While Mercedes (and particularly a driver of Hamilton’s talent) cannot be discounted, Horner’s assertion is supported by this year’s Monaco Grand Prix in Monte Carlo. On a track that is similar to the Marina Bay street circuit, Vettel and his Ferrari teammate Kimi Räikkönen achieved an impressive one-two while the precocious Daniel Ricciardo came in third and just three seconds behind. Ricciardo even came a close second in the 2016 Singapore Grand Prix, with his fellow Red Bull driver Max Verstappen finishing in fourth after an exceptionally close and keenly-contested race.

It is interesting to note that Mercedes’ drivers actually claimed first and third in last years’ Singapore Grand Prix, but the car has struggled on similar tracks this season and the performance in Monaco will be a huge cause for concern ahead of the next race. With Ferrari’s cars ideally suited to the conditions in Asia and Red Bull’s talented drivers expected to be empowered with fresh engines, Hamilton will need to call upon all of his talent and courage to achieve a third consecutive victory (and fourth in fifth races).

In this respect, the challenge facing Hamilton and Mercedes will be to produce a competitive performance in Singapore, in order to claim a place on the podium and at least optimise their points haul even if they cannot win. This is something that the brilliant but occasionally inconsistent Hamilton has struggled with during the last two years, as he seems to lurch almost exclusively from stunning, lead-from-the-front victories to truly abject performances.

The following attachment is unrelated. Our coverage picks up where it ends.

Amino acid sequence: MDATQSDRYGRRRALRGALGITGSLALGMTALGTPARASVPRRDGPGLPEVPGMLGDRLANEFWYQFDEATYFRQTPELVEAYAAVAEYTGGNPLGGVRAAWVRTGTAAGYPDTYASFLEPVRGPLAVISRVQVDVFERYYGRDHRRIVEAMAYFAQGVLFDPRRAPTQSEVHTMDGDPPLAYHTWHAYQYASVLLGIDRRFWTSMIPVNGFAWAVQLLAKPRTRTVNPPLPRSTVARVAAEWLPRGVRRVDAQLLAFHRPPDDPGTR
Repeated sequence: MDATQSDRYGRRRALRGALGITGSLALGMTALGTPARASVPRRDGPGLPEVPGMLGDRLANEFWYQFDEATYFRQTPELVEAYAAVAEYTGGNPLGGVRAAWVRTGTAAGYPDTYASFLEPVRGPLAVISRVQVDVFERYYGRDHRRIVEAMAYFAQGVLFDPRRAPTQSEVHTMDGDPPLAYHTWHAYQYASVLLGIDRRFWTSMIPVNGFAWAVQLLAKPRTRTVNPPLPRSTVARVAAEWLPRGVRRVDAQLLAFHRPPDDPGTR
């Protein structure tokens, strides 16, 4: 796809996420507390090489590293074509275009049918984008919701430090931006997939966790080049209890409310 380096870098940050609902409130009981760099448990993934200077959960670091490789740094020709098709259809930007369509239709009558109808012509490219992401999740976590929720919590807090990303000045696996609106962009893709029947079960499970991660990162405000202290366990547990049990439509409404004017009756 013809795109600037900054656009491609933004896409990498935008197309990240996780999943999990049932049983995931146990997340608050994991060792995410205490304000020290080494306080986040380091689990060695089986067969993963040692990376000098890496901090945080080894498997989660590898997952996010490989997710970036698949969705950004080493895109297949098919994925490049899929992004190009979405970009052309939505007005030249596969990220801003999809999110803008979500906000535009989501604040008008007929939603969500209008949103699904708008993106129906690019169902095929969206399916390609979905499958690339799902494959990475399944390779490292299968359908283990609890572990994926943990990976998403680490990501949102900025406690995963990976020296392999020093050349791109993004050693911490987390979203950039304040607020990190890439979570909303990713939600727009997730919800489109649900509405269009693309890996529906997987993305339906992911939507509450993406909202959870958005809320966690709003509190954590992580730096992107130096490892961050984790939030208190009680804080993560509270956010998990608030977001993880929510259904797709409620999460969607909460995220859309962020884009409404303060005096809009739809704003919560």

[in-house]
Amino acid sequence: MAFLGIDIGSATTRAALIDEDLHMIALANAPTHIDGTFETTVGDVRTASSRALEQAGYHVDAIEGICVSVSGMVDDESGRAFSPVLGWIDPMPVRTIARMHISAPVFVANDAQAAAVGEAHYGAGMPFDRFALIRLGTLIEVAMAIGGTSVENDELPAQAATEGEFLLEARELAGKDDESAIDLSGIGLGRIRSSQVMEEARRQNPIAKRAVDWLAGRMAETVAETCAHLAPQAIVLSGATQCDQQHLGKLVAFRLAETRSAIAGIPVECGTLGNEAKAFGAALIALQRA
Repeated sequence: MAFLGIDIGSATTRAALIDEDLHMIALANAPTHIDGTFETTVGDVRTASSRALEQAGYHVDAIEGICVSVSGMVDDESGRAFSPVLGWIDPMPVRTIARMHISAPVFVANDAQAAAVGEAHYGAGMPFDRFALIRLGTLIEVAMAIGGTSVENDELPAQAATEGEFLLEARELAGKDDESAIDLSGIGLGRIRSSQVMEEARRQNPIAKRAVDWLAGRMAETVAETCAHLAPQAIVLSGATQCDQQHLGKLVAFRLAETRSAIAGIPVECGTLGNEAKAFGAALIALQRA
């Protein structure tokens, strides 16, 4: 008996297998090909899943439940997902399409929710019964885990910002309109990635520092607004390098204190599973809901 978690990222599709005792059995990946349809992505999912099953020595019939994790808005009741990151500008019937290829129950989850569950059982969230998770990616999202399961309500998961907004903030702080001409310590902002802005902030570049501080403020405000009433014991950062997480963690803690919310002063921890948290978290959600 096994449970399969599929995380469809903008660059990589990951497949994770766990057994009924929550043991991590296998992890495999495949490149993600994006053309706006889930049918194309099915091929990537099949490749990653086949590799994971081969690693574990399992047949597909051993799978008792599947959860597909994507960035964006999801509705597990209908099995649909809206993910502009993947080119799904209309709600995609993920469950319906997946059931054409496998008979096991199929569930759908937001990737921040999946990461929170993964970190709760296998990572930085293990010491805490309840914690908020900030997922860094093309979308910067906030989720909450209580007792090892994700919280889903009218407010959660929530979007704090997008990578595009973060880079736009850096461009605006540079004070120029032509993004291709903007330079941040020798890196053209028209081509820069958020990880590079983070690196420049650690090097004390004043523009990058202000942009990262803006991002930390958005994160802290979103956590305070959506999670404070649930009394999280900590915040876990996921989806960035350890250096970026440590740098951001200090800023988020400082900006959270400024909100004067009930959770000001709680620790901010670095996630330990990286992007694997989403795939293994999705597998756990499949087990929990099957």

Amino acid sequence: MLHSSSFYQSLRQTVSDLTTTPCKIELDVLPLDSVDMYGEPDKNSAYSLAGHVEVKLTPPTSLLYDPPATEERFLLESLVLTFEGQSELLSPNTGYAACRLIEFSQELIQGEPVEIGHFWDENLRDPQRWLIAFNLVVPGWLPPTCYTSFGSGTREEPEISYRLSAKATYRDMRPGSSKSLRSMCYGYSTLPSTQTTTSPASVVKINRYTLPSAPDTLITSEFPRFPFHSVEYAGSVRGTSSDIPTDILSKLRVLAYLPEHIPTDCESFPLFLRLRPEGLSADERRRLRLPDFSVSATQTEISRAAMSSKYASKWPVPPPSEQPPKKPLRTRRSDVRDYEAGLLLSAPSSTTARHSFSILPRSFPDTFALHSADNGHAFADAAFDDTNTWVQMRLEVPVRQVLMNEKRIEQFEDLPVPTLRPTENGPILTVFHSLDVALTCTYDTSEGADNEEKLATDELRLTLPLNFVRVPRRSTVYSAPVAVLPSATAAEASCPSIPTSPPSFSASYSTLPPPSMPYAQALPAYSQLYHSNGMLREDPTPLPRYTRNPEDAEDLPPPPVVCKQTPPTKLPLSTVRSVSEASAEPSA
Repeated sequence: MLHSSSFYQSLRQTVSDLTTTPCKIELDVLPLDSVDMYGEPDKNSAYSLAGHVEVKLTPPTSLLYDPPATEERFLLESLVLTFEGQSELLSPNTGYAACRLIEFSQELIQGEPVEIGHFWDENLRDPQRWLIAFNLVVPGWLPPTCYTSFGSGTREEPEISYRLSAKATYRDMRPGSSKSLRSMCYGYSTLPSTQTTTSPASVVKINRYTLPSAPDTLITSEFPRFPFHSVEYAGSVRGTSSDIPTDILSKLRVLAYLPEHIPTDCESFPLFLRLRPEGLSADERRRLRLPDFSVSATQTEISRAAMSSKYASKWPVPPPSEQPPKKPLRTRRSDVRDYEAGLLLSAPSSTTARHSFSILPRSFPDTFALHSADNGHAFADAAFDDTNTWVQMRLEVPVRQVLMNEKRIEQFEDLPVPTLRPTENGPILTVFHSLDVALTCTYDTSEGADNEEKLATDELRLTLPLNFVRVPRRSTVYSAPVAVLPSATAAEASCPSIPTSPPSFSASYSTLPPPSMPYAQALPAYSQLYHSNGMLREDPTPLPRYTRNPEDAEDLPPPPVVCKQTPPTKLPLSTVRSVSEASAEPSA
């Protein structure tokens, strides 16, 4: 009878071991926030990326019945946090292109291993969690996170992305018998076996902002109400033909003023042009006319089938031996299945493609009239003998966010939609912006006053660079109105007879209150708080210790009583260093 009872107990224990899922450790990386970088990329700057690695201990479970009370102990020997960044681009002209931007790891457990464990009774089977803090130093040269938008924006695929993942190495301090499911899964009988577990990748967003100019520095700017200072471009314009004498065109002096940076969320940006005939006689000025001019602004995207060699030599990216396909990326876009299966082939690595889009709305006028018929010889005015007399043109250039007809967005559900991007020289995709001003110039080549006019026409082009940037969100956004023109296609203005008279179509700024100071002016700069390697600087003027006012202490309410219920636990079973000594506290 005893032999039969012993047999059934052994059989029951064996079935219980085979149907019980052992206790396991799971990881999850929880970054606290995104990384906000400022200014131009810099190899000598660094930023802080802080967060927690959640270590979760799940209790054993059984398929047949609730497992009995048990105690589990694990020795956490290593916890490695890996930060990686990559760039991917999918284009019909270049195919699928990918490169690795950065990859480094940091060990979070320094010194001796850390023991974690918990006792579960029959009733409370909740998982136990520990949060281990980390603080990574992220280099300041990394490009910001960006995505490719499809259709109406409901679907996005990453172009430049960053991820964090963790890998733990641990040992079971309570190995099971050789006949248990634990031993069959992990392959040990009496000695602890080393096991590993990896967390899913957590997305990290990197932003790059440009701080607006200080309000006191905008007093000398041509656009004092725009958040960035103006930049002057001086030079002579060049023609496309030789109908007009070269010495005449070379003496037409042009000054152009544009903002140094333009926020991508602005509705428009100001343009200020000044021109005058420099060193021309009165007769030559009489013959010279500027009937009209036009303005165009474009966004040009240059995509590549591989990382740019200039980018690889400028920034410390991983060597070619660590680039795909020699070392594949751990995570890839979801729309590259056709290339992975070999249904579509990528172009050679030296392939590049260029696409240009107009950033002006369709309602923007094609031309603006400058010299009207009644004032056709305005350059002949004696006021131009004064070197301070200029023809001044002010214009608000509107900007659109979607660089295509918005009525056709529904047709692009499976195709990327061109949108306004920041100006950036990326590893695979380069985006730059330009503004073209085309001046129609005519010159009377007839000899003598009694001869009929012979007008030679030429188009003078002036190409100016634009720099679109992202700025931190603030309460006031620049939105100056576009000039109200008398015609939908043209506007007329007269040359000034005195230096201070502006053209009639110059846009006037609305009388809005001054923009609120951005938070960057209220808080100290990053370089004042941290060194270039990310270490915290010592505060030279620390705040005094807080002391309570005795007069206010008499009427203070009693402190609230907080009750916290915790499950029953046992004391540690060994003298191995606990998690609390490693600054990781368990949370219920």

If he was to follow suit here, Hamilton could find himself behind once again and facing a double-digit point deficit.

How Will the Race Pan Out and What Will it Mean for the Drivers’ Championship?

Perhaps Hamilton’s greatest hope is that Vettel is denied a win by his Red Bull rivals, who are arguably due a race win after a number of near misses so far this season. It is six races since Red Bull’s sole win of the season, when Daniel Ricciardo secured a superb win from 10th place on the grid at the Baku street circuit in Azerbaijan. His teammate Max Verstappen has yet to win at all, and both have the credentials to secure a potentially pivotal win in Singapore.

If either can race to their full potential and use the conditions in Marina Bay to their advantage, they could dominate the podium and leave Ferrari scrambling for points. So even if Mercedes and Hamilton struggled to perform, Vettel would not be able to take full advantage and open up any kind of dominant lead over his rival. This would enable Hamilton to maintain the momentum he has managed to build since Silverstone, ensuring that the Drivers’ Championship will be determined over the course of the final six races of the season.

With both Hamilton and Vettel looking to claim their fourth world title, there will be a great deal at stake when the flag is raised in Singapore. The real question that remains is whether Vettel can regain the championship lead, or if Red Bull’s pair of talented but combustible drivers can throw a significant spanner in the works?